|Plastic and stable electrophysiological properties of adult avian forebrain song-control neurons across changing breeding conditions
|Year of Publication
|Meitzen J, Weaver AL, Brenowitz EA, Perkel DJ
|1529-2401 (Electronic)0270-6474 (Linking)
|Analysis of Variance, Serotonergic Neurons, Biology, Animals, Curriculum, Electric Stimulation, Male, Neural Pathways/drug effects/physiology, Neuronal Plasticity/drug effects/*physiology, Neurons/classification/drug effects/*physiology, Patch-Clamp Techniques/methods, Prosencephalon/*cytology, Photoperiod, Radioimmunoassay/methods, Students, Testosterone/blood/*pharmacology, Universities, Washington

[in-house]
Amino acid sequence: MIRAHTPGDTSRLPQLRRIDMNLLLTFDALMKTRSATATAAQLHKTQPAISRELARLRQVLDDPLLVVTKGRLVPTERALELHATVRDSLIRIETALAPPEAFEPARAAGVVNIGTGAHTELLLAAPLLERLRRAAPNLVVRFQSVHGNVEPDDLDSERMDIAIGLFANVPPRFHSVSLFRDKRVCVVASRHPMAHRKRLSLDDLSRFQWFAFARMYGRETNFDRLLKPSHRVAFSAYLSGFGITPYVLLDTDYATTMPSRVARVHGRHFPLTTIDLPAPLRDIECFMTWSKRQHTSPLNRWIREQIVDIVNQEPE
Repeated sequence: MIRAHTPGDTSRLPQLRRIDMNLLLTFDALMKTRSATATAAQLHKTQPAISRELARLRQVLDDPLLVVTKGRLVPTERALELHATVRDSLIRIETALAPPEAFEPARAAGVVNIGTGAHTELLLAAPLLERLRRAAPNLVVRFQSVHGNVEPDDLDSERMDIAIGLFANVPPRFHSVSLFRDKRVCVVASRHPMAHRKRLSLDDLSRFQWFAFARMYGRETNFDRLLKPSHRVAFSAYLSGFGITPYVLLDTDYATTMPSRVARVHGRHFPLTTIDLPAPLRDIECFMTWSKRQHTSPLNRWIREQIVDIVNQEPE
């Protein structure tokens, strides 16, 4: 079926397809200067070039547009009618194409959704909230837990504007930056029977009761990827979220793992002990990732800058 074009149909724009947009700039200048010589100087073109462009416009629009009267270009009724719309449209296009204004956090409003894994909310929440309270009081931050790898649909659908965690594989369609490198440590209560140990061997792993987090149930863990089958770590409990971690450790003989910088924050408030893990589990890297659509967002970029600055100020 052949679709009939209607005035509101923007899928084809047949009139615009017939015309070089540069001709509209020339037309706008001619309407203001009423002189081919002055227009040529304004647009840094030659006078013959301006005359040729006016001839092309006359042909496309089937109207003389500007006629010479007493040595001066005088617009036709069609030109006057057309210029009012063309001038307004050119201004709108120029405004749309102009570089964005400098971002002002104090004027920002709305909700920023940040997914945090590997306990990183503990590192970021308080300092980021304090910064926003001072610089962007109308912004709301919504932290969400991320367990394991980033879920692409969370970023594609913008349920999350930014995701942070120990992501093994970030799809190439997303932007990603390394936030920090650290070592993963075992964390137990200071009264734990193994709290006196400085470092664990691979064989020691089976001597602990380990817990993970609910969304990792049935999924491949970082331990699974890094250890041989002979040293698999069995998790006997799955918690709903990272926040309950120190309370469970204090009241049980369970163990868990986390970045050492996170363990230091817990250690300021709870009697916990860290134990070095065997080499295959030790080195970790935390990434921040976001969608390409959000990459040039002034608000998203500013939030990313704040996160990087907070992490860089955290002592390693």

Steroid sex hormones drive changes in the nervous system and behavior in many animal taxa, but integrating the former with the latter remains challenging. One useful model system for meeting this challenge is seasonally breeding songbirds. In these species, plasma testosterone levels rise and fall across the seasons, altering song behavior and causing dramatic growth and regression of the song-control system, a discrete set of nuclei that control song behavior. Whereas the cellular mechanisms underlying changes in nucleus volume have been studied as a model for neural growth and degeneration, it is unknown whether these changes in neural structure are accompanied by changes in electrophysiological properties other than spontaneous firing rate. Here we test the hypothesis that passive and active neuronal properties in the forebrain song-control nuclei HVC and RA change across breeding conditions. We exposed adult male Gambel's white-crowned sparrows to either short-day photoperiod or long-day photoperiod and systemic testosterone to simulate nonbreeding and breeding conditions, respectively. We made whole-cell recordings from RA and HVC neurons in acute brain slices. We found that RA projection neuron membrane time constant, capacitance, and evoked and spontaneous firing rates were all increased in the breeding condition; the measured electrophysiological properties of HVC interneurons and projection neurons were stable across breeding conditions. This combination of plastic and stable intrinsic properties could directly impact the song-control system's motor control across seasons, underlying changes in song stereotypy. These results provide a valuable framework for integrating how steroid hormones modulate cellular physiology to change behavior.